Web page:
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  5. "Onko unkari suuri kieli?"

"Onko unkari suuri kieli?"

Translation:Is Hungarian a large language?

June 25, 2020

20 Comments


https://www.duolingo.com/profile/Ian507644

This is not a meaningful sentence in English


https://www.duolingo.com/profile/NicholasWa843871

What exactly constitutes a big or small language? Number of speakers? Number of words? Font size?


https://www.duolingo.com/profile/lkthrj
  • 1370

I would understand it as a small or large number of speakers.


https://www.duolingo.com/profile/kenmerk

"Is Hungarian a large language?" is incorrect English in any case.


https://www.duolingo.com/profile/wattu77

How would you say it instead?


https://www.duolingo.com/profile/beerzoe

"Are there a large number of Hungarian speakers?"

Even that sounds awkward to my British ears - I'd personally say something like "do a lot of people speak Hungarian?". If my question was about how many people spoke it outside of Hungary, I'd say "is Hungarian a widely-spoken language?".


https://www.duolingo.com/profile/Chris58452

I would say: Is English a widely used language?


https://www.duolingo.com/profile/qLfdk96J

I doubt this sentence would be said in Finnish either. I guess they mean how many people speak Hungarian?


https://www.duolingo.com/profile/pieni_chilipalko

"Suuri kieli" and "pieni kieli" are both used in Finnish.


https://www.duolingo.com/profile/qLfdk96J

This is terrible English


https://www.duolingo.com/profile/JCG675812

Well good thing it's a Finnish course. Languages with few shared root words cannot always translate into something grammatically correct.


https://www.duolingo.com/profile/Timo-opettelee

"Suuri" could also be translated as "great", meaning something big in stature. Which could be what they tried to convey here, but using the word "great" is not accepted.

In Finnish this sentence is ambiguous in meaning, although I suppose grammatically not as bad as the English "large language".


https://www.duolingo.com/profile/Aleppanen

I agree, sorry. I love this program, don't get me wrong. But this is not proper English - coming from a teacher. You can use, complicated language, difficult or easy language but languages are not large or small.


https://www.duolingo.com/profile/LinusKarlb1

The sentence does makes sense in other languages than English. You could (and should) express it other ways in English, but then the "translation" wouldn't make sense. At least not from a learner's perspective, with only basic grasp of the Finnish grammar and vocabulary so far.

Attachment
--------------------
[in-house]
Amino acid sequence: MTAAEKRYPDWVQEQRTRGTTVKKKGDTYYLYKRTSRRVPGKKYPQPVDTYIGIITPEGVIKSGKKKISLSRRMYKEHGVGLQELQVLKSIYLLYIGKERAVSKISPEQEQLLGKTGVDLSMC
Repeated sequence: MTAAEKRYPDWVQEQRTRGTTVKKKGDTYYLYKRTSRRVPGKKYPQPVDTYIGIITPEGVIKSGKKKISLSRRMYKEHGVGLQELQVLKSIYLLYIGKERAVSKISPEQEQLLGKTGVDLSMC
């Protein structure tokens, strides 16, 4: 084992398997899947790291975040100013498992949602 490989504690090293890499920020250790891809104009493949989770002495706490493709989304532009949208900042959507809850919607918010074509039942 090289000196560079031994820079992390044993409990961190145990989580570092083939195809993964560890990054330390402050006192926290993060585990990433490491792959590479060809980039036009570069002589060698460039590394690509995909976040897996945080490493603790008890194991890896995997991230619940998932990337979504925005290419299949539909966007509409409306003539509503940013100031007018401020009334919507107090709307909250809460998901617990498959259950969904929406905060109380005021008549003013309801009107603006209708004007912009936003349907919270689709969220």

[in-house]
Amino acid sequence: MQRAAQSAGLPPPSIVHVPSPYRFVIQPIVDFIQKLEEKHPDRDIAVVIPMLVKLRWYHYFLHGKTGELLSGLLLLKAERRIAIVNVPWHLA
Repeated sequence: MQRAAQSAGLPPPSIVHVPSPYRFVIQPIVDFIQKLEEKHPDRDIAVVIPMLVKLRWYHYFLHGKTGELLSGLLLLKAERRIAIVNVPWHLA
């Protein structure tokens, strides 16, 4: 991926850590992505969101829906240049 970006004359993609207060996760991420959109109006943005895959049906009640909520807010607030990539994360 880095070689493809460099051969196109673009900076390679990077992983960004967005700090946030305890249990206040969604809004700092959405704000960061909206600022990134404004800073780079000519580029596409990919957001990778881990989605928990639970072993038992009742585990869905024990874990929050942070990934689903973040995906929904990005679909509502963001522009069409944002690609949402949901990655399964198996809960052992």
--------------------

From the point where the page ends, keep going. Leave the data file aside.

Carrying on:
https://www.duolingo.com/profile/Paluumuuttaja

Personally, I would remove this as an example and perhaps create a new one like "Is Hungarian a difficult language?" or "Is Hungarian an easy language?"


https://www.duolingo.com/profile/AGreatUserName

Yeah, but this also does give us the opportunity to think "Huh?" and come into the forum and then learn that this sentence is perfectly possible in Finnish.


https://www.duolingo.com/profile/Lockwie

"big" language would make a little bit more sense than large


https://www.duolingo.com/profile/rita631396

I really feel somewhat stupid, but I think I still haven't understood what the exact meaning of "suuri kieli" is. Does it mean "widely-spoken" or "which possesses a large number of words"? Or anything else maybe? And what about "pieni kieli"? Could a native speaker explain this, please? Thank you so much!


https://www.duolingo.com/profile/rita631396

By the way, can someone explain the difference in usage between "iso" and "suuri"? In the sentences I found "iso koira" and "suuri televisio", "suuri talo", "suuri piha". Would it be correct to say "iso televisio", "iso talo", "iso piha"? And... "suuri koira"? Thanks!!


https://www.duolingo.com/profile/Yvonne608224

Can you explain the difference in usage between BIG and LARGE? A big dog or a large dog. A big yard or a large yard. Maybe it's the same. Confusing for sure.

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